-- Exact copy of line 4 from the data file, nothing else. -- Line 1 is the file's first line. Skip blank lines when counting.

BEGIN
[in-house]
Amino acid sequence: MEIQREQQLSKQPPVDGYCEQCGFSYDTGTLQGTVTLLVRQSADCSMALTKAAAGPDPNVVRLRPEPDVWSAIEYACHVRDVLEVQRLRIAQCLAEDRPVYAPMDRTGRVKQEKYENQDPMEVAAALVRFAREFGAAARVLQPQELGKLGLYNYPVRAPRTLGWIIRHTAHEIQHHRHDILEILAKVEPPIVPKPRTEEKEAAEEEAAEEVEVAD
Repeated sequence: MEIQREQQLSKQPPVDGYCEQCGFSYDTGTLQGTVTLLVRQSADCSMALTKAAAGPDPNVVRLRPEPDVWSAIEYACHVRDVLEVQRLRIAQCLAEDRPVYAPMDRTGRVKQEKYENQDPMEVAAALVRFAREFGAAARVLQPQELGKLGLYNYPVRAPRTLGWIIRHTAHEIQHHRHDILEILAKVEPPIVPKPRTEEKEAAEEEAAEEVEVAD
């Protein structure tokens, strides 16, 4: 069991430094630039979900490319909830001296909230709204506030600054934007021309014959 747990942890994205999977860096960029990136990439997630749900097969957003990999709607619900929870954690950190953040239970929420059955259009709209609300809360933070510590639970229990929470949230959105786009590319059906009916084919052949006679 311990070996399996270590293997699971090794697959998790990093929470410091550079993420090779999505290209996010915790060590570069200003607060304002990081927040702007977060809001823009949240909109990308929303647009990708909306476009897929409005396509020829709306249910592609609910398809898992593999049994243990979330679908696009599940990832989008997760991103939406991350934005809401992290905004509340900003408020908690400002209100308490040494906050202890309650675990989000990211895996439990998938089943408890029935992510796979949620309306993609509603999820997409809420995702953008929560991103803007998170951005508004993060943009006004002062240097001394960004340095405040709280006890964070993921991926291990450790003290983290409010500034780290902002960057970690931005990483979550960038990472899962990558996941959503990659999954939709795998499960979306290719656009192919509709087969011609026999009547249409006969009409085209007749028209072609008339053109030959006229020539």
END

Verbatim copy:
């Protein structure tokens, strides 16, 4: 069991430094630039979900490319909830001296909230709204506030600054934007021309014959 747990942890994205999977860096960029990136990439997630749900097969957003990999709607619900929870954690950190953040239970929420059955259009709209609300809360933070510590639970229990929470949230959105786009590319059906009916084919052949006679 311990070996399996270590293997699971090794697959998790990093929470410091550079993420090779999505290209996010915790060590570069200003607060304002990081927040702007977060809001823009949240909109990308929303647009990708909306476009897929409005396509020829709306249910592609609910398809898992593999049994243990979330679908696009599940990832989008997760991103939406991350934005809401992290905004509340900003408020908690400002209100308490040494906050202890309650675990989000990211895996439990998938089943408890029935992510796979949620309306993609509603999820997409809420995702953008929560991103803007998170951005508004993060943009006004002062240097001394960004340095405040709280006890964070993921991926291990450790003290983290409010500034780290902002960057970690931005990483979550960038990472899962990558996941959503990659999954939709795998499960979306290719656009192919509709087969011609026999009547249409006969009409085209007749028209072609008339053109030959006229020539």